At this point in the funnel, you should be much more focused on the actual products or services your company provides. And while you shouldn’t be pushy, you should strive to show what you can do for customers, and what need it is that you can fill.
Not only will this familiarize potential clients with your product, but it will also make them more knowledgeable about why they need it – before ever even speaking with your sales team. Additionally, middle-of-funnel content can be used to capture leads. If you have an email newsletter, you may want to include the opt-in on these pages. But what exactly should the content be?
If you offer a service, show potential clients exactly what it is in a case study. Depending on what you do, it might be difficult to explain without concrete examples, and case studies not only make it easy to understand, but they also serve as proof that you are successful at what you do.
If you’re having trouble visualizing how this might look, check out the case study we did on . We include details on every aspect of the project (complete with before-and-after screenshots), plus specific statistics relating to their results.
While this can take some time to put together, and you’ll definitely want to get permission from your clients before highlighting the work you did for them on your site, it can be a great way to build up potential clients’ confidence in your work.
Videos require a bit more effort than written content, but can be much more effective at persuading your site visitors. Anyone can type out a few pages of text, but video provides visual proof, and that’s much more compelling.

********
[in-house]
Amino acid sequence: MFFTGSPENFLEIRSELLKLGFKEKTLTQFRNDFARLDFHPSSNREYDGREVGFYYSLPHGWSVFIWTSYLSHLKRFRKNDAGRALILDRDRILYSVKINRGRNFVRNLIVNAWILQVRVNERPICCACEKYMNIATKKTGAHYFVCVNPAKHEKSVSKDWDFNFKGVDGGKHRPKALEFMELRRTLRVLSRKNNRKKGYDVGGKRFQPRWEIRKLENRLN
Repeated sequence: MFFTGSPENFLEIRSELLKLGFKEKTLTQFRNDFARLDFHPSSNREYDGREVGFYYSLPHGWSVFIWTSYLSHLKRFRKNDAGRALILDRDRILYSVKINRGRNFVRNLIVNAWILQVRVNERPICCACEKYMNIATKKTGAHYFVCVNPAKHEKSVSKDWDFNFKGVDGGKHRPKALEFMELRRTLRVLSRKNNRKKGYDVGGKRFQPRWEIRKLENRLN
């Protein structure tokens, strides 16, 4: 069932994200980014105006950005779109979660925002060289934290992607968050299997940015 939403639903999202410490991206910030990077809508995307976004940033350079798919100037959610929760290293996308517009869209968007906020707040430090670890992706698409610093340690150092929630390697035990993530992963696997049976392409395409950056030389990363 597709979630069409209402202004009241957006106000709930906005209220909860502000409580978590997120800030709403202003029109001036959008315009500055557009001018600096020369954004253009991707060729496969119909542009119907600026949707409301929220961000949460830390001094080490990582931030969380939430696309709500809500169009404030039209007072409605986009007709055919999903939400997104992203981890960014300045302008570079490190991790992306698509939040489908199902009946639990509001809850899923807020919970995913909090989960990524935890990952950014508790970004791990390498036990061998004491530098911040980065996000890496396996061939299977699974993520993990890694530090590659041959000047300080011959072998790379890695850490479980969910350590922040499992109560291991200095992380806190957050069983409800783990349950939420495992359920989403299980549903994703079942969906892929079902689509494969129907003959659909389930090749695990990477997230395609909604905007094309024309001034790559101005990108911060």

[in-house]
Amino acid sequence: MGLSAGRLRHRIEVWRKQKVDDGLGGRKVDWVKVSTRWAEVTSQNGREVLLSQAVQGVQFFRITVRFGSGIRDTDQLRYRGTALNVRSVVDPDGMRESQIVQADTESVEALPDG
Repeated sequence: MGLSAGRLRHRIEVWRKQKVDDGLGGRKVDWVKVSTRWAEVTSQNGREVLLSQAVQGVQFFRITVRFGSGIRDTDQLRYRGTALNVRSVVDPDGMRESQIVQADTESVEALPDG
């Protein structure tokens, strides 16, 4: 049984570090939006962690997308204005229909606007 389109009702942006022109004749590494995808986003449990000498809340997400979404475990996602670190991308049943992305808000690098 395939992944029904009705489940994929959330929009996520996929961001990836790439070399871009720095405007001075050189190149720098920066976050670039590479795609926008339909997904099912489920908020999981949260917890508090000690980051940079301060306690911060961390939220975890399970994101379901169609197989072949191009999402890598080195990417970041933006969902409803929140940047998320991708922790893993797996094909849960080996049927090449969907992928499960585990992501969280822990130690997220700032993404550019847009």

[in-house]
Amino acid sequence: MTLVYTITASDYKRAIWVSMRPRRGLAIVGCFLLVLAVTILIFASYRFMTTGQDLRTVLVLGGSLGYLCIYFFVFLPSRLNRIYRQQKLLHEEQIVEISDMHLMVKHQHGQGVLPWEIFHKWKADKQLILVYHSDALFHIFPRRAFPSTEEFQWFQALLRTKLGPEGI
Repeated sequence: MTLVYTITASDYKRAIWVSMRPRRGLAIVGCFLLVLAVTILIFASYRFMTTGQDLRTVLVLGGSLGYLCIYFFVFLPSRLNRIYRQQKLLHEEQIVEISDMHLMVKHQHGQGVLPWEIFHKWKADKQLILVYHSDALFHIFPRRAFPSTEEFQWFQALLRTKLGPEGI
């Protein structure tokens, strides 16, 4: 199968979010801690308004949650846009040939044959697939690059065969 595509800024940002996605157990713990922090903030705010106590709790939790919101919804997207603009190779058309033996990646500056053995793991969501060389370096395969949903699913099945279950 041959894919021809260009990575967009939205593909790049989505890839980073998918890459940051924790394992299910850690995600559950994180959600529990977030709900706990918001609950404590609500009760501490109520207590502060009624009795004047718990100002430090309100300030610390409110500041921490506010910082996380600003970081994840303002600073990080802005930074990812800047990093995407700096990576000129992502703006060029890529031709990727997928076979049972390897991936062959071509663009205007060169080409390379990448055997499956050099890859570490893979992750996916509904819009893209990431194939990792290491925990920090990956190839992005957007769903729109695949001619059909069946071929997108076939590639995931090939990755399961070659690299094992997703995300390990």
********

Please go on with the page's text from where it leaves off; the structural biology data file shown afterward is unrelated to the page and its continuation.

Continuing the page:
The subject matter of your videos really depends on your industry, but think about what people might want to see. If you sell specific products, create demos of them in action. If you offer a service like construction, film your employees in action. And if you offer something that doesn’t translate well to video, you may need to get creative.
In our case, we chose to film some . It’s difficult to give a visual representation of marketing (because who wants to look at a video of client reports?), but our clients are the most important part of what we do.
However, if you sell specific products, videos can be a great way to show them off in a more interesting way than photos. Tactics Boardshop, for example, posts product reviews of almost every new item they get in their store:
Watching people actually wear shoes and use snowboards is much more compelling than a photo of a shoe or board sitting in a store, and while videos take a bit more effort to create, the payoff can be huge if they are effective in making site visitors want to buy the products featured in them.
Providing pricing information on your site is (in theory) much simpler than creating case studies or videos, but many businesses do not do it. With the exception of companies who sell specific products, many choose to keep their pricing information private until a lead contacts them.
The reasons for this practice vary, but the main ones seems to be that for companies that vary their pricing by project, they don’t want to throw numbers up on their site and be held to them by clients. That’s understandable. But here’s the thing: customers want prices.
By including them on your site in the form of charts, scales, or handy tools like the one we put together for estimating , you can give customers an idea of what to expect. This can alleviate some of the fear they might have in contacting you, and increase the chances that they take the next step. If your goal is to move them through the sales funnel, eliminating any sense of uncertainty can be extremely effective.